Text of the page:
ARMANDO VILLEGAS

(June 26 – July 31, 2013)

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Untitled
Mixed media, oil on canvas. 47.5 x 39 cm
Untitled Myth and Magic Cubist Figure Warrior in Blue Under the Moon Opposite Planes Jockeys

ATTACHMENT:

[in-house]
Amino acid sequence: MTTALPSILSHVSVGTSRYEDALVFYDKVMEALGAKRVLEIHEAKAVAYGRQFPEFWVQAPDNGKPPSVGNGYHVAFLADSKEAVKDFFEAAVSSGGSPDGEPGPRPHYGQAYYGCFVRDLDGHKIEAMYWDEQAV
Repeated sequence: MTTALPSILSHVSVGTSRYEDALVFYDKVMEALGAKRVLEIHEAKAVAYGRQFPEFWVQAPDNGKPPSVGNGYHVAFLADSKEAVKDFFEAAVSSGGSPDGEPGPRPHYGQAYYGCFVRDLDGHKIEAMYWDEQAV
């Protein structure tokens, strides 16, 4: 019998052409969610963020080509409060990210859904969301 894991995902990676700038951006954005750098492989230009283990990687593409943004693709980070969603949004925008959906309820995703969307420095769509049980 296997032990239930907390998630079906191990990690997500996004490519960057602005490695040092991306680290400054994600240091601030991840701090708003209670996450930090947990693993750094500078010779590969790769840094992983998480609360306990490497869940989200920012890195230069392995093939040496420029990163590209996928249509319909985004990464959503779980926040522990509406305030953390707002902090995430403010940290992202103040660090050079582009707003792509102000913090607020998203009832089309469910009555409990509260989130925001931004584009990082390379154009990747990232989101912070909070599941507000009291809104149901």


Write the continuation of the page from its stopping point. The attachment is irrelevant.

The exhibition is formed by fifty works of varying sizes, made using a range of techniques. Oil paint, collage, and encaustic, among others, combine to create a set of works that sums up Villegas’ artistic production; from an early piece dated 1974, which already announces this abstract/figurative parallel, to works from the last few decades in which discarded materials infuse the piece with a variety of textures and plasticity. This exhibition is displayed in Lima thanks to the efforts of Enlace Arte Contemporáneo and the sponsorship of the Peruvian Embassy in Colombia, giving the Peruvian public a fantastic chance to appreciate a selection of works by one of the most important Peruvian artists in contemporary Latin American art, now exhibiting after a long absence from our country. The Colombian novelist and poet Gonzalo Márquez Cristo says about Villegas’ work: “In the visual jungle created when he performs his figuration, it is easy to note the painstaking textures left over from his initial interest in abstraction, and of course, that tribute to his roots, in which he seems to evoke the dresses of dolls from the Chancay culture or the outfits worn by traditional dancers from Ancash, with which he became familiar during his childhood in Pomabamba, where he verbalized the world in Quechua, his mother tongue. And if we look closely at these oil paintings with their defenseless warriors or their sublime fossilized fish, we may believe that we are looking at a carved painting, or better yet, a subtle sculpture on canvas, having fallen victim to a singular stunt. (…) In the mid-eighties, he returned to the non-figurative, which had opened to him a whole cosmic world, although this time with mixed techniques, creating collages on cardboard or jute, integrating everyday elements from our society with its consumerist frenzy, only to end up constructing pieces with the innocence expressed in the early twentieth century by the Swiss painter Paul Klee. (…) Villegas knows that if man wants to survive on this profane planet, he requires a reencounter with the sacred, and for this reason the artist’s shamanic nostalgia is insatiable. His work invokes not external movement, but something much more complex: the call of the future, the gnawing of the passing seconds. On the pierced surfaces of his oil paintings and in the primordial elementality of his fetishes, with their millennia-old appearance, he captures the steps of that invisible feline we call time.” Back in 1989, Gabriel García Márquez, a good friend of Villegas, wrote of him: “That’s why I recall with such admiration, and such gratitude, his modesty in allowing me to inaugurate his first major exhibition in Bogota. I was quite confused, because we both know many distinguished professional inaugurators who had truly seen the best paintings in the world and had speeches written beforehand with quotes in their original language, classified in alphabetical order, for each occasion. Despite this, I thought that Armando Villegas’ act of civil bravery deserved a response spoken with the same calm and calculation, and so I said yes. That was the first and last exhibition I ever presented in my life, and now that I think about it, the only speech I’ve ever given of my own free will. Before all of the city’s pontiffs, I had the guts to say, ‘I have the satisfactory impression that I am witnessing the beginning of an incredible pictorial oeuvre.’ I was right to say so, because that was twenty-five years ago, and I now enjoy the satisfactory impression that I wasn’t mistaken.”